Ringful Health, a small company based in Austin, Texas, delivers interactive clinical content to patients on mobile devices to help improve outcomes and reduce hospital readmissions. It demonstrated a tablet-based clinical decision support tool for nurses that also can be used for patient engagement. The idea is to reduce risk for major in-hospital adverse events, while fitting the nursing workflow, CEO Michael Yuan said.
Nurses sign into the system on an iPad or an Android tablet by scanning their barcoded employee badges, and then must scan each patient's wristband to verify that it is the right patient. Once in, the nurse enters observational notes, and gets a list of the probability of potential ailments based on the problem list. All entries are sent to the hospital's electronic health record (EHR).
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If anything indicates the possibility of an emergent medical condition requiring prompt attention, the system can automatically notify "rapid-response teams" to head off high-acuity problems quickly, according to Yuan. For example, the technology is designed to catch symptoms that might indicate sepsis before it escalates into a serious infection requiring intensive care. "Sepsis is one of the most expensive problems for a hospital, and early detection is crucial," Yuan explained.
When a rapid-response team or physician arrives, the nurse simply sends the patient information from his or her own the tablet to the new clinician's mobile device, Yuan said.
Ringful is deploying its technology in 17 acute and long-term care facilities, thanks in part to a grant from the federal Center for Medicare and Medicaid Innovation within the Centers for Medicare and Medicaid Services.
Another early-stage firm, InQuicker, of Nashville, Tenn., offers a website that goes beyond the increasingly popular apps and sites that display current waiting times for hospital emergency departments. Consumers can not only see wait times for EDs, they can enter the waiting queue for an ED or urgent care center online before they leave home, or set appointments for participating retail clinics and physician offices.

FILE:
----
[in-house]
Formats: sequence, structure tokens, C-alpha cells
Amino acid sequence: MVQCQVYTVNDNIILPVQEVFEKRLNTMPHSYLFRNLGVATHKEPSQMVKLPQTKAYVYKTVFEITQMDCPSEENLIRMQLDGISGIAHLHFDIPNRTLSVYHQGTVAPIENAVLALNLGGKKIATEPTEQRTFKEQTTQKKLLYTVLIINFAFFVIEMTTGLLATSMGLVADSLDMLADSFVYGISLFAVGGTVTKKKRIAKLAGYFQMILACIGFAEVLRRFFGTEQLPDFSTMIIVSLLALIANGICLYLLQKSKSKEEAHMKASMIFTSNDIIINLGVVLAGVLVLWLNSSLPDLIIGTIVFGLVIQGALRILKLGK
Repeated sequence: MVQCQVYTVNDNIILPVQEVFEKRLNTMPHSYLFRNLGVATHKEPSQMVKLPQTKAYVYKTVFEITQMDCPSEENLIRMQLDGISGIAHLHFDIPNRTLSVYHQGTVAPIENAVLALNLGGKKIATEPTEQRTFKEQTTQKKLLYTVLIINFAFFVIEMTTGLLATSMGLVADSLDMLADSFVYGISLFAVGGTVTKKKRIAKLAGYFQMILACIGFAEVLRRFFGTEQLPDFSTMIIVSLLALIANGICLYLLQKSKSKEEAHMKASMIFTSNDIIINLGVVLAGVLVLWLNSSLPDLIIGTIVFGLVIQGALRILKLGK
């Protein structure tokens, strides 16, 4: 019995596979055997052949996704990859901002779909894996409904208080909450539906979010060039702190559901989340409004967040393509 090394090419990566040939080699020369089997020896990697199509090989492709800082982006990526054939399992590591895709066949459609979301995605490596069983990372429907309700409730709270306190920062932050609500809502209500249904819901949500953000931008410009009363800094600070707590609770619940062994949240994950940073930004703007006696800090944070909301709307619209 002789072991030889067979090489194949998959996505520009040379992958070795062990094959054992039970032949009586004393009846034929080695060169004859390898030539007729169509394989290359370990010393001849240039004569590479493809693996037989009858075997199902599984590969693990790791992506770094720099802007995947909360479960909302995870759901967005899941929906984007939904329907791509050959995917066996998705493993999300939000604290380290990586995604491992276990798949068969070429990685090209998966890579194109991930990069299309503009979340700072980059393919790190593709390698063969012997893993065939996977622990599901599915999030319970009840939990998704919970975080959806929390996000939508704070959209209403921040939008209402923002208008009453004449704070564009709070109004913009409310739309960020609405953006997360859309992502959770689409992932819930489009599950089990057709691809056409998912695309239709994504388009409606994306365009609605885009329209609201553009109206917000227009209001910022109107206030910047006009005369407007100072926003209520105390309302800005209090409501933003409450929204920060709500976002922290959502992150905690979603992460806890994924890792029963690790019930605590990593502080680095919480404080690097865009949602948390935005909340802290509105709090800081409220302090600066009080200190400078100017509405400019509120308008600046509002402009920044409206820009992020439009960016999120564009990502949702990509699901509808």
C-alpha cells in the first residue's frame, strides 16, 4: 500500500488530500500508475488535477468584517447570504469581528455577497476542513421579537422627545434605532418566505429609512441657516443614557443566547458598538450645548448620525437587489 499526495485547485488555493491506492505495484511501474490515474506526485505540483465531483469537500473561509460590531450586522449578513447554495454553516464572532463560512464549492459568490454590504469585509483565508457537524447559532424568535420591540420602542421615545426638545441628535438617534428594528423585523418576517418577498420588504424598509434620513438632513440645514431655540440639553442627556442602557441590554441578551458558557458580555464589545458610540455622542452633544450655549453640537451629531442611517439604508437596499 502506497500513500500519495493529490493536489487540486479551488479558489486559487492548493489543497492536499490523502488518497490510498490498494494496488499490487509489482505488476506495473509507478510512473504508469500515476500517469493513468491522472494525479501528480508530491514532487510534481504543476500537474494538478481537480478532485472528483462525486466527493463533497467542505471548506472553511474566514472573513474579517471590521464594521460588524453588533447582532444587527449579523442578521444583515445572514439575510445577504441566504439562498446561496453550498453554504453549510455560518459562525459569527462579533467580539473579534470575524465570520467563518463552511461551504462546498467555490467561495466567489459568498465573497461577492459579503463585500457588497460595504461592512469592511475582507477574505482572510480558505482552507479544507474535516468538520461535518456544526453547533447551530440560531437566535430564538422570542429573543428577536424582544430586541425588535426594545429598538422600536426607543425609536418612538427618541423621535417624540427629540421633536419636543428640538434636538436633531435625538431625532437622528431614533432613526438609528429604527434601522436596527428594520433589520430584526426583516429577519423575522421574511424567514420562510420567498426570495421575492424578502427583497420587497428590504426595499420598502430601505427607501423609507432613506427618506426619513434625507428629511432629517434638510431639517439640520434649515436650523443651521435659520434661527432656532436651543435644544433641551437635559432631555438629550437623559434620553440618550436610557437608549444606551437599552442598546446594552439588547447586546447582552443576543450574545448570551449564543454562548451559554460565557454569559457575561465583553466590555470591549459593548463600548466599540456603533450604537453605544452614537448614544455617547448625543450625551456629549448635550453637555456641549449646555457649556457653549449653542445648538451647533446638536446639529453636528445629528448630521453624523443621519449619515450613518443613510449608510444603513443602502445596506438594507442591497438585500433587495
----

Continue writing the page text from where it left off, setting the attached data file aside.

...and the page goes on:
Beyond that, users can enter their chief complaints and demographic information while registering, helping nurses better triage non-life-threatening cases before patients arrive, according to InQuicker CEO Michael Brody-Waite. Each patient gets a confirmation email or text message, along with a map with driving directions. White reports a 95% satisfaction rate among people who have used the site for 167 facilities in 22 states.
A Health 2.0 attendee asked Brody-Waite about the wisdom of expecting patients to decide the urgency of their own cases by choosing whether to go to a hospital, urgent care center, or retail clinic. "At the end of the day, the consumer is always going to be triaging himself at home by deciding where they are going to go to," the InQuicker executive answered. "All we're doing is streamlining the process."
Brody-Waite said there are measures in place to make sure the patient is properly cared for. For example, a keyword search blocks patients who are experiencing true emergencies such as chest pains or profuse bleeding from accessing the system for 24 hours, instructing them to go straight to the nearest ED. If necessary, a nurse will call them at home.
A much larger entity, hospital alliance Premier Inc., showed off PremierConnect, which Wangzhohg Lu, Premier's director of enterprise solutions, called the world's largest "social collaboration platform."
The Charlotte, N.C.-based organization spent more than two years building this platform, Lu said, and now is "mating" it to technology partners through an application programming interface for individual hospitals and third-party developers to build apps. This will help organizations better integrate PremierConnect into physician workflow. "It's not a siloed social networking tool," Lu said.
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